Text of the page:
If you have any questions about getting screened for STDs, talk to your women’s healthcare provider. They can help you determine which screenings you need to get and when. Raleigh OB/GYN has over 45 years of experience serving the women in our communities and is here to help. If you have questions about sexually transmitted diseases or STD testing, set up an appointment to talk to your doctor. You can schedule an appointment through our website or give us a call at (919) 876-8225.

postpartum depression

5 Tips For Coping With Postpartum Depression

Pregnancy and motherhood are filled with an abundance of emotions, both positive and negative. Postpartum depression (PPD) is a serious medical illness accompanied by distressing symptoms that can make it increasingly challenging to care for your newborn baby. Although PPD can make you feel alone, you are not— in fact, 1 in 9 women in the United States develop PPD. 

Coping With Postpartum Depression

Many women go through the “baby blues” after giving birth, which is characterized by a sad and empty feeling. Usually, these symptoms tend to clear within 3 to 5 days. When a woman has persistent feelings of sadness, hopelessness, or emptiness for more than two weeks post birth, this often is a sign of postpartum depression. Raleigh OBGYN understands the emotional toll this mental illness can take on your overall health. That’s why we have compiled five tips for coping with postpartum depression. 

  1. Make Time For Mindfulness

This one can be difficult with a newborn but is of great importance when dealing with postpartum depression. Some ways you can practice mindfulness throughout your day include:

  • Giving attention to your breathing, mood, and feelings
  • Identifying triggers that make you feel angry, sad, or anxious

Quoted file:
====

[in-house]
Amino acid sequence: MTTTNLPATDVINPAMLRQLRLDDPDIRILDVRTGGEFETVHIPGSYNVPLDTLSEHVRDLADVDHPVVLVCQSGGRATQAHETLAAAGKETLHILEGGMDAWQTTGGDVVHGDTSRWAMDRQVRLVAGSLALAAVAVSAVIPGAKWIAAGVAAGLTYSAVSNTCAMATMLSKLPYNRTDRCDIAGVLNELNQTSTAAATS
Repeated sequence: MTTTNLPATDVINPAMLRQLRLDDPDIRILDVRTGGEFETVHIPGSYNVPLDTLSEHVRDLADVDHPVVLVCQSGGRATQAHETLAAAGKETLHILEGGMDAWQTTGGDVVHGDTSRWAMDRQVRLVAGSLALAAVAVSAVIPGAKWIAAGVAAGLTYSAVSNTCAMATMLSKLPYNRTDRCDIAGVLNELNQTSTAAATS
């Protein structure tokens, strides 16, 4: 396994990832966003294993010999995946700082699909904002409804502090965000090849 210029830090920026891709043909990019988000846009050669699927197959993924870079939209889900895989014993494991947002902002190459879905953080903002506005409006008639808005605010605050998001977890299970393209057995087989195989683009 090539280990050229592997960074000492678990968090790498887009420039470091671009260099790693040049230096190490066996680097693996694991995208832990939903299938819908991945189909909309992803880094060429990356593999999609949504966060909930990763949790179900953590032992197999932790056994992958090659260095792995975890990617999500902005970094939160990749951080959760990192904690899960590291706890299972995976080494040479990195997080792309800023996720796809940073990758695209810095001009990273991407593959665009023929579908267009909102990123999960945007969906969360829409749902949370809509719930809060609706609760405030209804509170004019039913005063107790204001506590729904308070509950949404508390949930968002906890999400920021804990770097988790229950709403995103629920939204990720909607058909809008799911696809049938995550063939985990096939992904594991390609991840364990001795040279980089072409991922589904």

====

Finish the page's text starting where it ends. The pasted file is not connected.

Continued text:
• Slowing down and taking one day at a time
  • Being kind to yourself and freeing yourself from negative thoughts

Although these tips can be easier said than done, trying to engage in at least one every day can ultimately add up and help with your symptoms of postpartum depression. Even for mothers who aren’t struggling postpartum, mindfulness can help center you back to your core and burden the stressors of parenting.

  1. Set Realistic Expectations For Yourself 

Before having a baby, you may have had an idea in your head about what it was going to look like. However, reality doesn’t always match with the version we have in our minds. Not only are you recovering from giving birth, but you also may have to be a mother, wife, friend, and employee, too. Recognize your limits, and prioritize you and your baby’s well-being above all else. And remember, there is no such thing as a “perfect” mom.

  1. Make Healthy Lifestyle Choices

Although making healthy lifestyle choices most likely isn’t going to get rid of your symptoms altogether, it can help combat external stressors and boost your mood. Some great, low-impact, low-intensity exercises you can incorporate into your routine include:

  • Belly breathing
  • Pelvic tilt exercises
  • Kegel exercises
  • Happy baby pose
  • Light yoga
  • Brisk walking

On top of light exercise, try to ensure you are eating a healthy diet and engaging in mindful exercises such as meditation.

  1. Don’t Be Afraid To Ask For Help

Postpartum depression can leave you feeling culpable and bring on feelings of insurmountable guilt. But remember, you are not going through this alone. Plenty of women have gotten through to the other side. Don’t mistake asking for help as being weak— in fact, it’s quite the opposite! Seeking help is the most courageous thing you could ever do for yourself and your baby. If you are struggling to find help, check out this resource from Postpartum Support International.

  1. Consider Treatment Options

Once you’ve taken the step to ask for help, it is time to explore your treatment options. Luckily, there are plenty to choose from that are sure to help each woman in her own specific journey. Postpartum depression treatment can include psychotherapy, antidepressants, hormone therapy, or in severe cases, electroconvulsive therapy. Listed below are other helpful resources for managing postpartum depression: